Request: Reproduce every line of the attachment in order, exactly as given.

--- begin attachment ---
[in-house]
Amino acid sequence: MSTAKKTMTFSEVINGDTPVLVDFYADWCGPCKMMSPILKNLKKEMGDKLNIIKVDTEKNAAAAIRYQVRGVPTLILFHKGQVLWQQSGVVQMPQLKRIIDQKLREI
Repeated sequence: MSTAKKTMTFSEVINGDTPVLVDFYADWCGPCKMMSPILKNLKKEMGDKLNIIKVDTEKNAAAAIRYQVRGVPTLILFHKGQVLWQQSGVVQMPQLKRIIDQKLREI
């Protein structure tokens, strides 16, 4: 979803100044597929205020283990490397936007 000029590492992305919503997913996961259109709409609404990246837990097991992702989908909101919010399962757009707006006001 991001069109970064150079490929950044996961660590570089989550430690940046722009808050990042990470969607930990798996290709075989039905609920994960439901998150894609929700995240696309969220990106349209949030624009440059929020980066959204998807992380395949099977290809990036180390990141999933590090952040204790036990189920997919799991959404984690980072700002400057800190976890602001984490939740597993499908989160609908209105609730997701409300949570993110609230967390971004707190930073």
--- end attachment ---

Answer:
[in-house]
Amino acid sequence: MSTAKKTMTFSEVINGDTPVLVDFYADWCGPCKMMSPILKNLKKEMGDKLNIIKVDTEKNAAAAIRYQVRGVPTLILFHKGQVLWQQSGVVQMPQLKRIIDQKLREI
Repeated sequence: MSTAKKTMTFSEVINGDTPVLVDFYADWCGPCKMMSPILKNLKKEMGDKLNIIKVDTEKNAAAAIRYQVRGVPTLILFHKGQVLWQQSGVVQMPQLKRIIDQKLREI
């Protein structure tokens, strides 16, 4: 979803100044597929205020283990490397936007 000029590492992305919503997913996961259109709409609404990246837990097991992702989908909101919010399962757009707006006001 991001069109970064150079490929950044996961660590570089989550430690940046722009808050990042990470969607930990798996290709075989039905609920994960439901998150894609929700995240696309969220990106349209949030624009440059929020980066959204998807992380395949099977290809990036180390990141999933590090952040204790036990189920997919799991959404984690980072700002400057800190976890602001984490939740597993499908989160609908209105609730997701409300949570993110609230967390971004707190930073």